Remembering Film Producer Suresh Jindal Who Left Film to Pursue a Spiritual Path

movie producer Suresh JindalPassed away in New Delhi on 24 November at the age of 80, he will be remembered for his stellar contributions to Indian and world cinema. This Punjabi man studied electrical engineering at the University of California, Los Angeles (UCLA), where he worked as an engineer for four years in the aerospace and electronics industry in California.

Jindal produced the Bas Chatterjee movie Rajiniganda (1974) starring Amol Palekar, Vidya Sinha, and Dinesh Thakur.This love triangle is adapted from a short story by Mannu Bhandari Yahi Sak Highhe also produced Satyajit Raythe movie Shatranji Khe Killari (1977), based on the short story of the same name written by Premchand. It happens to be Ray’s first Hindi film. Set in Awad in 1856, the star of his cast includes Amjad Khan, Sanjeev Kumar, Shabana Azmi and Saeed Jaffrey.

Jindal left behind extensive and insightful documentation of the film’s making process. His book My Adventures with Satyajit Ray: The Making of Shatranji Ke Killari (2017), published by HarperCollins India, is a must-read for film lovers and film scholars interested in Ray’s first non-Bengali film. The film is best known for Khan’s flamboyant portrayal of Mirza Wajid Ali Shah, whom Ray despised. debauchery. Khan was fortunate to get this once-in-a-lifetime role right after playing Ramesh Sippi’s fearsome dacoit, Gabber Singh. Shorey (1975).

The book chronicles how Jindal met Ray just before the latter was 57 and the former was 33. She came from a wealthy, poorly intelligent, conservative, vegetarian Jaina Bania family from Punjab…Ray came from a prominent family in Bengal, half a continent away from my home. and progressive. Jindal looked up to Ray, but working with him also came with hurt and disappointment. The book contains letters exchanged between the producer and the director.

Tinnu Anand, who worked with Ray as an assistant director on films like Goopy Gain Baga Bain (1969), Araniel Dill Ratri (1970)When Platid Wandy (1970), introduced Jindal to Ray. When Jindal went to see Rei for the first time, he thought Rei’s research “looks like a combination of a Renaissance atelier and an alchemist’s lab”. Ray had the idea of ​​making a Hindi film and he just happened to be in the right place at the right time. He warns Jindal that “at least he costs four to five times more” than his Bengali film, adding, “I might not want to spend too much on my first Hindi film. “said.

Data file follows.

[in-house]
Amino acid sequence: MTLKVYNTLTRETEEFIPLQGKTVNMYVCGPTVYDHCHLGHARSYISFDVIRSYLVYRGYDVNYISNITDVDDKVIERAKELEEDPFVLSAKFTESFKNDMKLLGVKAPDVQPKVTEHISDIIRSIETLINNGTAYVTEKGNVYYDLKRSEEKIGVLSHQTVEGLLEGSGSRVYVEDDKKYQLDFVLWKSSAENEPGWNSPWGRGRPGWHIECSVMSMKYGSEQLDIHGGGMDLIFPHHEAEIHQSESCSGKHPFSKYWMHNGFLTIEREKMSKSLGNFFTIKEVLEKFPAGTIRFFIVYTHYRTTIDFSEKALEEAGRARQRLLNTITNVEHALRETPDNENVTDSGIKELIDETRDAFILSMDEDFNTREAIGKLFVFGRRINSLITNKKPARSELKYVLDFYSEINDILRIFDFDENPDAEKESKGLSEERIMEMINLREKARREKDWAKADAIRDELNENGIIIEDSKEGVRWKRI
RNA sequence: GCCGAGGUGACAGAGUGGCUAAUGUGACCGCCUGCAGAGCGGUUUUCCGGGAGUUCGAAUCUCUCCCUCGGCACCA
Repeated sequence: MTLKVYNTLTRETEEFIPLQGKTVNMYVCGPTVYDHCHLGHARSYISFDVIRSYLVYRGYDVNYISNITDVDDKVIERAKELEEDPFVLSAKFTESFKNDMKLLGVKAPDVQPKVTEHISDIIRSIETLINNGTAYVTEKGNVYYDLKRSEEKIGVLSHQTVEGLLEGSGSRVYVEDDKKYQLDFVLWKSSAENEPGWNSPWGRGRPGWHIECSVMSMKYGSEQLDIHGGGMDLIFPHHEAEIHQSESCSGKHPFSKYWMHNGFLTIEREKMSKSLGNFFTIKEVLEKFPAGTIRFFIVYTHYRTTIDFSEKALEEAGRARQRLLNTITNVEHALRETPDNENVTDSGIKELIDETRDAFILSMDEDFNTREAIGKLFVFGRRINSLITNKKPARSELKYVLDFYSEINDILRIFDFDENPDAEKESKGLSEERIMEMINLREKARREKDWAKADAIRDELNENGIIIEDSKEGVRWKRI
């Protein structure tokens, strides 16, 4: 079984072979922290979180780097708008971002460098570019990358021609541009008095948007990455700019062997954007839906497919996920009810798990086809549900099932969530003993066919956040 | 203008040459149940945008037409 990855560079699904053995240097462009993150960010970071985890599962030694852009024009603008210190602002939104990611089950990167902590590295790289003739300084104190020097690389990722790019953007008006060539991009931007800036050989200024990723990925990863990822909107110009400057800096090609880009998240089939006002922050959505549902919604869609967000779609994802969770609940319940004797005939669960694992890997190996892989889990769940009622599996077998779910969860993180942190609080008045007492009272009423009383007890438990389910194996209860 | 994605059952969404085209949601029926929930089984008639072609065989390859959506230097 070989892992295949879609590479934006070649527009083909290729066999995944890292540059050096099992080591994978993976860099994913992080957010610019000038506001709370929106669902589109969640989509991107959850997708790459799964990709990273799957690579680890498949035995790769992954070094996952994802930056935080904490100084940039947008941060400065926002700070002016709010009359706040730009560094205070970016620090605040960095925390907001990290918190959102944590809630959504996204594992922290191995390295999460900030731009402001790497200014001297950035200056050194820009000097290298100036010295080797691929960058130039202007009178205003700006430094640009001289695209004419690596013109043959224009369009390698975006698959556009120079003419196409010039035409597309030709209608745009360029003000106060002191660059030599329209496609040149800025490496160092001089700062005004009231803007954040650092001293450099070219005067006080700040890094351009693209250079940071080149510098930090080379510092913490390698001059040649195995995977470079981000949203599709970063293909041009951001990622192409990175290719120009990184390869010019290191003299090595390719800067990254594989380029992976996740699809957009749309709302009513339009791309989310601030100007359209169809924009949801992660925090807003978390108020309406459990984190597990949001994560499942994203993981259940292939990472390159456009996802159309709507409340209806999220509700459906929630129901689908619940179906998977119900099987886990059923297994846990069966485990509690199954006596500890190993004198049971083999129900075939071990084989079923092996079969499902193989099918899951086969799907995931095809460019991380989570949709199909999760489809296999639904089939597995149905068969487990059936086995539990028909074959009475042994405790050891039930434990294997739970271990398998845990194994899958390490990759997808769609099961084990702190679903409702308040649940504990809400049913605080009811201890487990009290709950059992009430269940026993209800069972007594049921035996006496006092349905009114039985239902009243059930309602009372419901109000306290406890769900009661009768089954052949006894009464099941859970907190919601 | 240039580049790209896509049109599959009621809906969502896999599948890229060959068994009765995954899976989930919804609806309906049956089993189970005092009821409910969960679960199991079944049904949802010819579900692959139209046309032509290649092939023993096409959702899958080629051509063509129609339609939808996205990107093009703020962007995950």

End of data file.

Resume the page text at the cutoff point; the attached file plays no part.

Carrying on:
When Jindal requested an English translation of Premchand’s story, Ray told him that he had one published by the United Nations Educational, Scientific and Cultural Organization (UNESCO), but if Jindal promised to return a copy after reading it. Jindal soon learned that their ways of working were slightly different. In fact, later when Jindal gave Ray an envelope containing a “signature amount” as per the custom in the Bombay film industry, Ray said: And if we work together, you have to work my way. First of all, I will write a draft of the script, and if it is all right, I will consult with you about the amount. “

As a student in the United States, Jindal had seen Ray’s films and wanted to meet him someday. He had no clue that they would work together in the near future. I was thinking. Dialogue on the right.

in the meantime Shatranji Ke Killari did not enjoy such commercial success Rajiniganda Enjoyed it and played a key role in making Jindal associated with Richard Attenborough’s films Gandhi (1982) as an associate producer. Attenborough starred in Shatranzike Her Killari before producing the award-winning Gandhi-starring film. Ben Kingsley. Rohini Hattangadi, Roshan Seth, Alyque Padamsee, Amrish Puri, Supriya Pathak, and many other great actors. Many movies have been made about the life of MK Gandhi, but this one is unique.